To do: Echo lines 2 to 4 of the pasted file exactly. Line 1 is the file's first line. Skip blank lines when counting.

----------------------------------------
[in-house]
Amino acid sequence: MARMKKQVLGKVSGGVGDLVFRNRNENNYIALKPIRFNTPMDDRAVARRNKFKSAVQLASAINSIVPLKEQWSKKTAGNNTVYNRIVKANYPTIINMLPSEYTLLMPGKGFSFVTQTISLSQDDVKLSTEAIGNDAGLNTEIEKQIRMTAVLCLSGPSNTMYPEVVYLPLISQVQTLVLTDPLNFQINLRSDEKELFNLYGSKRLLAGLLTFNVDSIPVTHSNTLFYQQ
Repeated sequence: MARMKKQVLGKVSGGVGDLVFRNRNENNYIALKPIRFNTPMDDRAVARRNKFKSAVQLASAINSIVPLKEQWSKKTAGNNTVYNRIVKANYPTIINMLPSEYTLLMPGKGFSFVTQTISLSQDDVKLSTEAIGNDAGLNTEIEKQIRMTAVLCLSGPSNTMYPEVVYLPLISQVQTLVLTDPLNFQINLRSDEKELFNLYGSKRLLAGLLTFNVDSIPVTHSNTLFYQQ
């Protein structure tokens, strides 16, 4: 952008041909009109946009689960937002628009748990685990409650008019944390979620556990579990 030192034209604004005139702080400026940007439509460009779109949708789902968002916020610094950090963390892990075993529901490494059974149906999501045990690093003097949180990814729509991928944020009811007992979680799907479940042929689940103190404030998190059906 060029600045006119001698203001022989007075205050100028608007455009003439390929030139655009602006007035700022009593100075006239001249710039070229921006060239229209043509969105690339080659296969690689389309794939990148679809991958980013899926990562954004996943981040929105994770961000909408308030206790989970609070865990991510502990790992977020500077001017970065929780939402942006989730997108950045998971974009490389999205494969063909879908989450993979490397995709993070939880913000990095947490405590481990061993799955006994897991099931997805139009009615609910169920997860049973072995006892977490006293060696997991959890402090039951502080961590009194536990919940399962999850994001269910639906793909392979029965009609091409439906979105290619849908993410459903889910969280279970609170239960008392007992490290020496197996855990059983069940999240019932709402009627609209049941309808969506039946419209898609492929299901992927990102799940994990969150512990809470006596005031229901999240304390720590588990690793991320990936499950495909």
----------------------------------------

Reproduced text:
Amino acid sequence: MARMKKQVLGKVSGGVGDLVFRNRNENNYIALKPIRFNTPMDDRAVARRNKFKSAVQLASAINSIVPLKEQWSKKTAGNNTVYNRIVKANYPTIINMLPSEYTLLMPGKGFSFVTQTISLSQDDVKLSTEAIGNDAGLNTEIEKQIRMTAVLCLSGPSNTMYPEVVYLPLISQVQTLVLTDPLNFQINLRSDEKELFNLYGSKRLLAGLLTFNVDSIPVTHSNTLFYQQ
Repeated sequence: MARMKKQVLGKVSGGVGDLVFRNRNENNYIALKPIRFNTPMDDRAVARRNKFKSAVQLASAINSIVPLKEQWSKKTAGNNTVYNRIVKANYPTIINMLPSEYTLLMPGKGFSFVTQTISLSQDDVKLSTEAIGNDAGLNTEIEKQIRMTAVLCLSGPSNTMYPEVVYLPLISQVQTLVLTDPLNFQINLRSDEKELFNLYGSKRLLAGLLTFNVDSIPVTHSNTLFYQQ
């Protein structure tokens, strides 16, 4: 952008041909009109946009689960937002628009748990685990409650008019944390979620556990579990 030192034209604004005139702080400026940007439509460009779109949708789902968002916020610094950090963390892990075993529901490494059974149906999501045990690093003097949180990814729509991928944020009811007992979680799907479940042929689940103190404030998190059906 060029600045006119001698203001022989007075205050100028608007455009003439390929030139655009602006007035700022009593100075006239001249710039070229921006060239229209043509969105690339080659296969690689389309794939990148679809991958980013899926990562954004996943981040929105994770961000909408308030206790989970609070865990991510502990790992977020500077001017970065929780939402942006989730997108950045998971974009490389999205494969063909879908989450993979490397995709993070939880913000990095947490405590481990061993799955006994897991099931997805139009009615609910169920997860049973072995006892977490006293060696997991959890402090039951502080961590009194536990919940399962999850994001269910639906793909392979029965009609091409439906979105290619849908993410459903889910969280279970609170239960008392007992490290020496197996855990059983069940999240019932709402009627609209049941309808969506039946419209898609492929299901992927990102799940994990969150512990809470006596005031229901999240304390720590588990690793991320990936499950495909």